In a scenario New York Yankees fans would have scoffed at last season, the possibility of seeing Robinson Cano, the team's best all-around player, in anything but pinstripes just might become reality after the 2013 season.
According to two industry sources familiar with Cano's situation, the Yankees' Gold Glove second baseman may very well leave the team once he becomes a free agent, reports the New York Daily News.
"I don't think he'll be with the Yankees beyond next season," one of the sources told the Daily News. "He's not giving them a hometown discount, and they seem to be more interested in keeping their payroll down than winning."
Cano, who was attending the celebrity golf tournament sponsored by his friend David Ortiz this weekend at the Dominican Cap Cano resort told the newspaper that he would "love" to remain a Yankee for life, but added: "I know this is a business ... it's up to them."
Three major factors will help determine whether or not the Yankees All-Star second baseman stays in the Bronx.
First, is the Yankees' new payroll belt-tightening by Hal Steinbrenner — who hopes to get the team's payroll down to $189 million before 2014 to avoid a huge luxury-tax. Cano will be asking for everything but Derek Jeter's black book.
Second, is the fact that Cano is represented by super agent Scott Boras, who was behind teammate Alex Rodriguez's record $252 million deal with the Texas Rangers in 2001 and before the current 10-year, $275 million dollar contract A-Rod signed with the Yankees in 2007. He will make sure Cano doesn't come cheap.
Third, is the lesson learned from signing the then 32-year-old A-Rod to a 10-year deal when he was heading towards the downside of his career. The Yankees are now strapped with the declining and now injured third baseman for another five years.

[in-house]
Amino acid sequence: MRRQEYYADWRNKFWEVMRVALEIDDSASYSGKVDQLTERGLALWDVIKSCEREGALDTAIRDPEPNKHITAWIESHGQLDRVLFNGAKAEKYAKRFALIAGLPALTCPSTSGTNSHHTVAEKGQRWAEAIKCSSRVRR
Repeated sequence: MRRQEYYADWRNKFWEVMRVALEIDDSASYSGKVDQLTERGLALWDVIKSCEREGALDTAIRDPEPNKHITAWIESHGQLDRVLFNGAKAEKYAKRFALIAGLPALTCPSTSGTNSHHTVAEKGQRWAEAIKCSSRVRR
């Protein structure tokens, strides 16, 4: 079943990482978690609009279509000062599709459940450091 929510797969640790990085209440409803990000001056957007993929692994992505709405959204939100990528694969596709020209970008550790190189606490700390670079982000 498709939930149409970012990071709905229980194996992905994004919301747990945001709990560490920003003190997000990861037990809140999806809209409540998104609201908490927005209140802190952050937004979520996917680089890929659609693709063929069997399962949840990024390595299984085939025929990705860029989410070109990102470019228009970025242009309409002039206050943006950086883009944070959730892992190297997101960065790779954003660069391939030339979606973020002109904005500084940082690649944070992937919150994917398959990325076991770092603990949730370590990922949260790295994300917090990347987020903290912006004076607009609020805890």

Cano will be 31-year-old next year and the source said he will seek a similar deal similar to A-Rod's — money that the Yankees probably won't want to tie up for a decade.
"He's the best player on the Yankees," the second source said. " There's no reason for him not to be paid that way."
Boras said during this week's winter meetings that he doesn't plan on discussing a new contract for Cano until next offseason.
It's a moot point. The Yankees have a strict policy of not starting contract discussions until after the final year of the contract. Who can forget Derek Jeter's contentious talks before the 2011 season. This could be just as interesting.
"I think the Yankees policy is very clear, that they always walk through the contracts and then address them when they end," said Boras. "We just will get [Cano] ready to play the season, play out the season and then evaluate things at the end of '13."
Asked about the possibility of Cano bolting for free agency, a team official declined comment, calling it "typical offseason speculation."
Cano has already been warned by his peers about the rough waters he is about to tread as a free agent for the first time.
"I've never been in that position before. I hear guys saying it's not fun when you're going to be a free agent, stuff like that," said Cano about the road ahead come next winter.
Still, he was optimistic he will be playing in pinstripes for the remainder of his career.
"Why not? It's like where you grew up — as kids, you always want to stay with your people," the laid-back Cano said. "But I know this is a business. That's what it is."